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on January 15, 2011
Bornstein's "How to Change the World" is a love letter to Ashoka, an impressive and arguably very successful organization that identifies and supports social entrepreneurs throughout the world. Throughout the book, Bornstein provides a primer on Ashoka, its founder and methodology, as well as a number of success stories. He begins with a well-researched and interesting explanation about how the social entrepreneurship movement - or the citizen sector, as he calls it - found its sweet spot for expansion in the late 20th century. His narrative style is not nearly as compelling as first-person stories, such as "The Blue Sweater" (Novogratz, 2009), or even "Half the Sky" (Kristof & WuDunn, 2009). If each featured social entrepreneur had written a first-person account, this may have provided a more compelling read. One obviously missing component of Bornstein's vignettes is an acknowledgement of failure. On their respective roads to success, what significant missteps did these entrepreneurs take? What did they learn from those mistakes and failures?

This book may be a wonderful resource for people who are not yet familiar with social entrepreneurship or the amazing work that has been done by citizen sector individuals and organizations worldwide in the last 30 years. I appreciate the time Bornstein spent describing historical figures, demonstrating that social entrepreneurship is nothing new; it is simply finally getting the attention it deserves. However, the book falls short of its title. It is not a how-to. Although the resource list is well-balanced, and there are some nuggets of discussion of what it takes to be successful in social entrepreneurship, Bornstein falls short of providing insight for individuals who are wondering whether they have what it takes to be a social entrepreneur. Other than being passionate and obsessive, what else does it take? Do the vignettes provide actionable lessons learned for readers who are considering becoming social entrepreneurs, or who are already in the citizen sector but want to find more success? This reader was left wanting.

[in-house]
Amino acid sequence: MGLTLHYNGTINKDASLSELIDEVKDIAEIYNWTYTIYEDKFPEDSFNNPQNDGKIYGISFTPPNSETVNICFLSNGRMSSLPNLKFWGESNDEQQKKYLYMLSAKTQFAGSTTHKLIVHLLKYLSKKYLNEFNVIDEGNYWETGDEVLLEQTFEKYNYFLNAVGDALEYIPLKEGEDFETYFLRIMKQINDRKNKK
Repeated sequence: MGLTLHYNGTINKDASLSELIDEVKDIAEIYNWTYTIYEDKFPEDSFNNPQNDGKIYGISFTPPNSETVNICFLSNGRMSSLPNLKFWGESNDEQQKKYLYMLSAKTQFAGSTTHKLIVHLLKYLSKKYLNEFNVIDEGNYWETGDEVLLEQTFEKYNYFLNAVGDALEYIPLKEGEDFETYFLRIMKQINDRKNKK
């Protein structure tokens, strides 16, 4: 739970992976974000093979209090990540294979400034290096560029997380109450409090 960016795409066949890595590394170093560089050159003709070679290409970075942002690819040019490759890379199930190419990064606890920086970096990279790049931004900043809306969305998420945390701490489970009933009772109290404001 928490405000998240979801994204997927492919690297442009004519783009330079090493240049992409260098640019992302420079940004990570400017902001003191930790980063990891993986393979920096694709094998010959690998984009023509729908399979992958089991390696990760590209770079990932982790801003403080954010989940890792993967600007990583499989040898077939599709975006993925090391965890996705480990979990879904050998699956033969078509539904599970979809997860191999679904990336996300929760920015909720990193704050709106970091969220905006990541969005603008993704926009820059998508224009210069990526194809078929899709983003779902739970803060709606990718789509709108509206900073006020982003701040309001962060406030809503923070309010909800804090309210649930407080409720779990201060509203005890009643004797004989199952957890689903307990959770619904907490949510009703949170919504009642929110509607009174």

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on January 23, 2011
Every person Bornstein discussed has the inspired capacity for solving intricate social problems resourcefully and efficiently, and they are able to maneuver around seemingly insurmountable obstacles to accomplish their goals.

James Grant of Unicef is particularly striking. His story illustrates how the provision of social services on a grand scale will be met with resistance, even if it is an easy one to distribute, is relatively inexpensive and could save thousands of lives. Grant never faltered, and activated his limited resources. As a result, he changed the world. Yet, there is a long road ahead on the mission towards immunizing all children against preventable diseases. Governments, investors, and all concerned citizens want to know the value of enterprises such as Unicef. Bornstein emphasizes in his conclusion that metrics for analyzing social value need to be developed in the civic sector in order to accurately evaluate the organization's ability to create social value. In the public health world, value is created in the number of sick individuals. The statistics that followed Grant's initiatives indicated lowered child mortality and improved qualities of life across the globe, which speak to the value of his work.

Each entrepreneur exemplifies the nature of their work in different ways. Bornstein succeeds in drawing connections between each Ashoka fellow and teases out a skeleton of what an effective social entrepreneur might look like. A new generation could be in the grooming process of inheriting the legacy that these fellows have built from scratch.
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on January 23, 2011